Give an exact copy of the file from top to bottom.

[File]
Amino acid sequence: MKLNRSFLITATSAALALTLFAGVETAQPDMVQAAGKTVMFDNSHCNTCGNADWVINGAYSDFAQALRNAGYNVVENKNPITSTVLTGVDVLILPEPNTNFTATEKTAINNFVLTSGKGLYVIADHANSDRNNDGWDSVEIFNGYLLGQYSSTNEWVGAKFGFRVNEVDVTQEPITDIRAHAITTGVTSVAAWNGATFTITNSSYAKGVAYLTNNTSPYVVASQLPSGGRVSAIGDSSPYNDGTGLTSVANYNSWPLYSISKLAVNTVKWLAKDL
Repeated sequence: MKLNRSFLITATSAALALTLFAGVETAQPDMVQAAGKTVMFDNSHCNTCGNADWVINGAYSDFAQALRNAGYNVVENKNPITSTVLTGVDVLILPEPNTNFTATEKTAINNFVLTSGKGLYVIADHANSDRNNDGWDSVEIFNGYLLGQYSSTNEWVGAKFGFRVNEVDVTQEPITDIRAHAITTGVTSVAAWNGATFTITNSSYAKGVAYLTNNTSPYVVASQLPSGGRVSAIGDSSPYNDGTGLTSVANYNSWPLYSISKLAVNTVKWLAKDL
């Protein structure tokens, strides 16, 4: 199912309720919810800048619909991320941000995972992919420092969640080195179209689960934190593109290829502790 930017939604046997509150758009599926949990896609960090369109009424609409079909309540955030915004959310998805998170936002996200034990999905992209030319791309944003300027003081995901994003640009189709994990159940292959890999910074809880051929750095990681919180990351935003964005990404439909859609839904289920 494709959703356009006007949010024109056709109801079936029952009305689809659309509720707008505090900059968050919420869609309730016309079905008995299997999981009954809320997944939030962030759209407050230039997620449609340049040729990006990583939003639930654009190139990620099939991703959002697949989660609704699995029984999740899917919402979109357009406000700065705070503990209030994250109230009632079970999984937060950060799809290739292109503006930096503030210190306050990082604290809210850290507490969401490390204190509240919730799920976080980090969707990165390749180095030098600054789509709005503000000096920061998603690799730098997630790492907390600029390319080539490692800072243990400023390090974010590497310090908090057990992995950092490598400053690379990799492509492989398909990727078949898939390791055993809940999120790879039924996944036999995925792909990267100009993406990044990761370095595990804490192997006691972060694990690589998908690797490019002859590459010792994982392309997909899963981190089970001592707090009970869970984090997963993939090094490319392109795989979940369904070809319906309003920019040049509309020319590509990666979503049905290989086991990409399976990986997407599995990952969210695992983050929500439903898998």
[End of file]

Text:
Amino acid sequence: MKLNRSFLITATSAALALTLFAGVETAQPDMVQAAGKTVMFDNSHCNTCGNADWVINGAYSDFAQALRNAGYNVVENKNPITSTVLTGVDVLILPEPNTNFTATEKTAINNFVLTSGKGLYVIADHANSDRNNDGWDSVEIFNGYLLGQYSSTNEWVGAKFGFRVNEVDVTQEPITDIRAHAITTGVTSVAAWNGATFTITNSSYAKGVAYLTNNTSPYVVASQLPSGGRVSAIGDSSPYNDGTGLTSVANYNSWPLYSISKLAVNTVKWLAKDL
Repeated sequence: MKLNRSFLITATSAALALTLFAGVETAQPDMVQAAGKTVMFDNSHCNTCGNADWVINGAYSDFAQALRNAGYNVVENKNPITSTVLTGVDVLILPEPNTNFTATEKTAINNFVLTSGKGLYVIADHANSDRNNDGWDSVEIFNGYLLGQYSSTNEWVGAKFGFRVNEVDVTQEPITDIRAHAITTGVTSVAAWNGATFTITNSSYAKGVAYLTNNTSPYVVASQLPSGGRVSAIGDSSPYNDGTGLTSVANYNSWPLYSISKLAVNTVKWLAKDL
């Protein structure tokens, strides 16, 4: 199912309720919810800048619909991320941000995972992919420092969640080195179209689960934190593109290829502790 930017939604046997509150758009599926949990896609960090369109009424609409079909309540955030915004959310998805998170936002996200034990999905992209030319791309944003300027003081995901994003640009189709994990159940292959890999910074809880051929750095990681919180990351935003964005990404439909859609839904289920 494709959703356009006007949010024109056709109801079936029952009305689809659309509720707008505090900059968050919420869609309730016309079905008995299997999981009954809320997944939030962030759209407050230039997620449609340049040729990006990583939003639930654009190139990620099939991703959002697949989660609704699995029984999740899917919402979109357009406000700065705070503990209030994250109230009632079970999984937060950060799809290739292109503006930096503030210190306050990082604290809210850290507490969401490390204190509240919730799920976080980090969707990165390749180095030098600054789509709005503000000096920061998603690799730098997630790492907390600029390319080539490692800072243990400023390090974010590497310090908090057990992995950092490598400053690379990799492509492989398909990727078949898939390791055993809940999120790879039924996944036999995925792909990267100009993406990044990761370095595990804490192997006691972060694990690589998908690797490019002859590459010792994982392309997909899963981190089970001592707090009970869970984090997963993939090094490319392109795989979940369904070809319906309003920019040049509309020319590509990666979503049905290989086991990409399976990986997407599995990952969210695992983050929500439903898998």